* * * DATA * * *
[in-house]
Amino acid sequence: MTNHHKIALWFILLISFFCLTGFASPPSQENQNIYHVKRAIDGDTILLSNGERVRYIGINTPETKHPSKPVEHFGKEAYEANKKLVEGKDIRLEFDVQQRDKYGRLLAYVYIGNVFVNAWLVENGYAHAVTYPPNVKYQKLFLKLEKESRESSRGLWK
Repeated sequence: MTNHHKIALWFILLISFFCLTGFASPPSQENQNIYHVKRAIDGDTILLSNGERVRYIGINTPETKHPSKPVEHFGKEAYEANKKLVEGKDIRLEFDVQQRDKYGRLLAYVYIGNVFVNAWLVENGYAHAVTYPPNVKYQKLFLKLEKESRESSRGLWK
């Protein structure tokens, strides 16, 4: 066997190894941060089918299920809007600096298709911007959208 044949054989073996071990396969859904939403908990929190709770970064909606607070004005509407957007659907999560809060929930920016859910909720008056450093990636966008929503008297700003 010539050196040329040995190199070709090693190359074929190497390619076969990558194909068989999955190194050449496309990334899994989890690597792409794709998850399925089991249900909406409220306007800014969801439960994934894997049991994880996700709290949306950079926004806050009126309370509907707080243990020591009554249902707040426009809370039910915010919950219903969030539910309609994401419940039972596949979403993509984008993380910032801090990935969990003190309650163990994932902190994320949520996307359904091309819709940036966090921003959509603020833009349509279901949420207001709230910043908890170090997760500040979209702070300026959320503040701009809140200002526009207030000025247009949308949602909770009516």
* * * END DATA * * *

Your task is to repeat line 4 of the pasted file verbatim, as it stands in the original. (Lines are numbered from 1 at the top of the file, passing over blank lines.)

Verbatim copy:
């Protein structure tokens, strides 16, 4: 066997190894941060089918299920809007600096298709911007959208 044949054989073996071990396969859904939403908990929190709770970064909606607070004005509407957007659907999560809060929930920016859910909720008056450093990636966008929503008297700003 010539050196040329040995190199070709090693190359074929190497390619076969990558194909068989999955190194050449496309990334899994989890690597792409794709998850399925089991249900909406409220306007800014969801439960994934894997049991994880996700709290949306950079926004806050009126309370509907707080243990020591009554249902707040426009809370039910915010919950219903969030539910309609994401419940039972596949979403993509984008993380910032801090990935969990003190309650163990994932902190994320949520996307359904091309819709940036966090921003959509603020833009349509279901949420207001709230910043908890170090997760500040979209702070300026959320503040701009809140200002526009207030000025247009949308949602909770009516």